Airlines

SriLankan Airlines and the Case for Privatisation

Originally appeared on Sunday Times

By Aneetha Warusavitarana

The government’s policy document ‘Vision 2025: A Country Enriched’ positions Sri Lanka as a knowledge based, highly competitive, social market economy; and much of the content of the document is in line with increasing competition, productivity and efficiency.

The state of SriLankan Airlines, however, is in the antithesis of efficiency and productivity. The airline has been raking in losses for years now, and on Monday the 7th of January, the president appointed a committee to once again work on its restructuring. The new committee will assess the previous reports and restructuring plans and have now completed their recommendations.

It is evident that state ownership of this airline is not working, so what are the solutions?

Back when SriLankan Airlines was still Air Lanka, it was privatised. The government sold a 40% shareholding to Emirates Airlines in 1998, and contracted Emirates to manage the company for ten years with the government of Sri Lanka retaining majority shareholding. In 2008, the government took back complete ownership of the airline, and from then on, the losses began [1].

Source: Sri Lankan Treasury Annual Report (2008, 2018)

Source: Sri Lankan Treasury Annual Report (2008, 2018)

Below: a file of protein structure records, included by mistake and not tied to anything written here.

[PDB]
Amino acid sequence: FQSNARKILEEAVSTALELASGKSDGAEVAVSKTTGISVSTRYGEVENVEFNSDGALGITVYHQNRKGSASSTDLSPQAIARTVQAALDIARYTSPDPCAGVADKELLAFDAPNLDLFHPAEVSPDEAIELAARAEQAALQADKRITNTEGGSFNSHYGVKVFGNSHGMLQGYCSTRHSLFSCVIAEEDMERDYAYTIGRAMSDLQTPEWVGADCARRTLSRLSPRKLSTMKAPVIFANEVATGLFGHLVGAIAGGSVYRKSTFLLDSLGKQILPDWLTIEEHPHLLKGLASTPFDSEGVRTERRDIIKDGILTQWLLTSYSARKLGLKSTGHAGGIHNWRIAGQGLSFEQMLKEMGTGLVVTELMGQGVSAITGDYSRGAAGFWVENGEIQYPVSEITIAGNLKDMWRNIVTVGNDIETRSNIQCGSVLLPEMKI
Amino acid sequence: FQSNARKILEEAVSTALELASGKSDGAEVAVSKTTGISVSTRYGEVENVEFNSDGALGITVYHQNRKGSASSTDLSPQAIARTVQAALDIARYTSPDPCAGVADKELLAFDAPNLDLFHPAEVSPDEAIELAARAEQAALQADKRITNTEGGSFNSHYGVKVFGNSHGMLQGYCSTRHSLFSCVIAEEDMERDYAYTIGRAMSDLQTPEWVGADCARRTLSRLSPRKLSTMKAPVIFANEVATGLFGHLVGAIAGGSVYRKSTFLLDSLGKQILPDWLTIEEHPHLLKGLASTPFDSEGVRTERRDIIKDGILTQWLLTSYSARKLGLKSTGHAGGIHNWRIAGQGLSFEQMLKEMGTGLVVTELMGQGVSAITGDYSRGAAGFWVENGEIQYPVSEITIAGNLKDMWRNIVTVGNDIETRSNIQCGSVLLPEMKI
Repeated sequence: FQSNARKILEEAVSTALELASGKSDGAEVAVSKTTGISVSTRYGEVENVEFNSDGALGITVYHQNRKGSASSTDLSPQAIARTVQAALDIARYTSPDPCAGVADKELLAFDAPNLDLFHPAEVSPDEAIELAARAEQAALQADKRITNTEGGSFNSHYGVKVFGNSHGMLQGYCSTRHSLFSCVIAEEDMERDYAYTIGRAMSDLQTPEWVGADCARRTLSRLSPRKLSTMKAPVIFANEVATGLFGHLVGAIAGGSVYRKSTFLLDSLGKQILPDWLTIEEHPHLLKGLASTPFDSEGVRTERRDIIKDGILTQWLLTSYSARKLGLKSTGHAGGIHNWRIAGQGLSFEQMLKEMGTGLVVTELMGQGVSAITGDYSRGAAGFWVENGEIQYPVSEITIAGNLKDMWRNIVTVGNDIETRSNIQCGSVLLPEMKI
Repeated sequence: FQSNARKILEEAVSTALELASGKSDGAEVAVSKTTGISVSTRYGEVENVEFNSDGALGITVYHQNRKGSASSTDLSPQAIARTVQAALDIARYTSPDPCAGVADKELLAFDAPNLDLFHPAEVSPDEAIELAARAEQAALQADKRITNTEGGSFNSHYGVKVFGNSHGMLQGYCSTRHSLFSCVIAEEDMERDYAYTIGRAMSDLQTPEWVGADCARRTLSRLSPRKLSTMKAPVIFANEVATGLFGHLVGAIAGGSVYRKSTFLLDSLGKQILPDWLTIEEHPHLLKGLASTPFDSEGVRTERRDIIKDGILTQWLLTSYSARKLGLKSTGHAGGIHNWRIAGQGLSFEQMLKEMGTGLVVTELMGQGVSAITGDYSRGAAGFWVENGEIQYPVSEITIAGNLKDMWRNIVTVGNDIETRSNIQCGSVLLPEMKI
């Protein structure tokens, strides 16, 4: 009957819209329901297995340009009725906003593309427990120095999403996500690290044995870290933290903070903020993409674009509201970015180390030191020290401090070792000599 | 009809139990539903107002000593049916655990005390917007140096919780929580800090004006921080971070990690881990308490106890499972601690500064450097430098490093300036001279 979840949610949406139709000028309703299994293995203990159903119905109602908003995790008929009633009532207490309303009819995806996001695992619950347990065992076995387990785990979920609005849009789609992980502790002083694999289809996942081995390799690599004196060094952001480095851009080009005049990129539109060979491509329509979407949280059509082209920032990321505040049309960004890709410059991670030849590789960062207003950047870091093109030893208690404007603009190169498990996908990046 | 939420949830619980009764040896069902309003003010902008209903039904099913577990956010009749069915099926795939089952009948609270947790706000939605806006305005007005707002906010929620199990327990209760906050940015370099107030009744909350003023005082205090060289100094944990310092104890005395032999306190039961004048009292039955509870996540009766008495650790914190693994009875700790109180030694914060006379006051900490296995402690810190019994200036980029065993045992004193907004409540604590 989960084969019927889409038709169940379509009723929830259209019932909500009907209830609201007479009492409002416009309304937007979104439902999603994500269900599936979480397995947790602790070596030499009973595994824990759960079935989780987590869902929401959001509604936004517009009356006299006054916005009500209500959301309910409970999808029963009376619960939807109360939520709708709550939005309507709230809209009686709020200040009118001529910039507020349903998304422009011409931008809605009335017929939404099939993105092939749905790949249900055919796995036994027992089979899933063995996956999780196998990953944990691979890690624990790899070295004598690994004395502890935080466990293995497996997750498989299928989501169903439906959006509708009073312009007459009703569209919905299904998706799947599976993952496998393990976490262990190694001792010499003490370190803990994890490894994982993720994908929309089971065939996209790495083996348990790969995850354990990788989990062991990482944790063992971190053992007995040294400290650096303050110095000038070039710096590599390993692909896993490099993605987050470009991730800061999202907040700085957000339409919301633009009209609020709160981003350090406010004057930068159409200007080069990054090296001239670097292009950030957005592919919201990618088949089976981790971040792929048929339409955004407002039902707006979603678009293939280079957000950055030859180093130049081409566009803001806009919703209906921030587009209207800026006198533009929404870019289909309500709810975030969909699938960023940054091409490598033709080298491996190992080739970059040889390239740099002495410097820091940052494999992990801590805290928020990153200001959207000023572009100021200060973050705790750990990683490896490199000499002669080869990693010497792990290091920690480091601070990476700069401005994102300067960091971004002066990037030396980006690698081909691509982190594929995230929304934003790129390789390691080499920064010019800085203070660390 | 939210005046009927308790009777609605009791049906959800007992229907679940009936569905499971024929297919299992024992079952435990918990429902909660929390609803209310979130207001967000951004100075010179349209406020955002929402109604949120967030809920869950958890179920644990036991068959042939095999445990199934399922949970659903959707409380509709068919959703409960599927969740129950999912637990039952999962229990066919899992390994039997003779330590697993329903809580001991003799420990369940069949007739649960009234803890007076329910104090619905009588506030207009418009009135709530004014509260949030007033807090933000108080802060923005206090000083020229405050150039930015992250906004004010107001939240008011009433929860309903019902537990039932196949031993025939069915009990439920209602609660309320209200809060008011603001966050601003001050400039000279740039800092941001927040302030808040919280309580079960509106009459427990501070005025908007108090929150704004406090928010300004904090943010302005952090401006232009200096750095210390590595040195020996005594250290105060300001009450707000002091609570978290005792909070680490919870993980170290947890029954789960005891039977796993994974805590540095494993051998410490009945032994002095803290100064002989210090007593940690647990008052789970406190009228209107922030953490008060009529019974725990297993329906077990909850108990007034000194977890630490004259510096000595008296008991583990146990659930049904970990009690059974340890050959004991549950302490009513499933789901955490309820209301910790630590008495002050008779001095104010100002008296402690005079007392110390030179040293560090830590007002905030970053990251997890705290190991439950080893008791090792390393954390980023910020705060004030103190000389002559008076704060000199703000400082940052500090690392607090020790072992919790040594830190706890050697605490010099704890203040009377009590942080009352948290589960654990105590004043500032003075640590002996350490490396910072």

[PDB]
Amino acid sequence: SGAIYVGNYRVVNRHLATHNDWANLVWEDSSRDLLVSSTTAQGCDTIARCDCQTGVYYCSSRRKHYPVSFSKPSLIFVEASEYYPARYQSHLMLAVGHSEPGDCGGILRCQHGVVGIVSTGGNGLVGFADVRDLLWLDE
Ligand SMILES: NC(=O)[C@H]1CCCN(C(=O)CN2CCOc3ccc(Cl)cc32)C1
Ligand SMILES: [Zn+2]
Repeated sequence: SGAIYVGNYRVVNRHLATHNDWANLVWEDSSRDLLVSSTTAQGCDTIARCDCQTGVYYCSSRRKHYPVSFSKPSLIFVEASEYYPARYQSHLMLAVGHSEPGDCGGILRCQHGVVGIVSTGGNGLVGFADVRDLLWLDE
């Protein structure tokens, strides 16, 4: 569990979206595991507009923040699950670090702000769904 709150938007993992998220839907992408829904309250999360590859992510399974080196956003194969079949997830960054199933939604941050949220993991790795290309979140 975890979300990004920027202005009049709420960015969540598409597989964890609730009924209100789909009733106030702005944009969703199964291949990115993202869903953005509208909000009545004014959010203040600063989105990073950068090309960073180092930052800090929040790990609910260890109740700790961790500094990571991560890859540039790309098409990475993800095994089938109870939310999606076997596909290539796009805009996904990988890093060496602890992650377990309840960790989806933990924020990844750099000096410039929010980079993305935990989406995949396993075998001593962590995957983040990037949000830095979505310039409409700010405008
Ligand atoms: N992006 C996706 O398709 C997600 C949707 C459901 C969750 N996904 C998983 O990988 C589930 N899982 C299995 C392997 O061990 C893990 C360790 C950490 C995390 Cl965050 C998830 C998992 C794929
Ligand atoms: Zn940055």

Privatisation has worked in the past, and the argument for privatisation of a state-owned airline is strong. To begin with, the aviation industry is an investment heavy industry, which requires expertise and foresight. Beyond procuring airplanes and terminal space, there is a web of domestic and international regulations to navigate, not to mention standards to adhere to. From then on, once you have the planes and are ready to start, the airline needs to be competitive in order to survive. It requires strong management and effective marketing, with a team that can adapt to external shocks in fuel prices, domestic and international politics, and changes in foreign exchange rates. Even if it has the money, a government is ill-equipped for this task, evidenced by the track record of the airline in state hands. During the period of 2009-2017, when the airline was under state management, it has accumulated losses of Rs. 148,707 Mn [2]. Repeated promises of restructuring or turnaround have remained unfulfilled.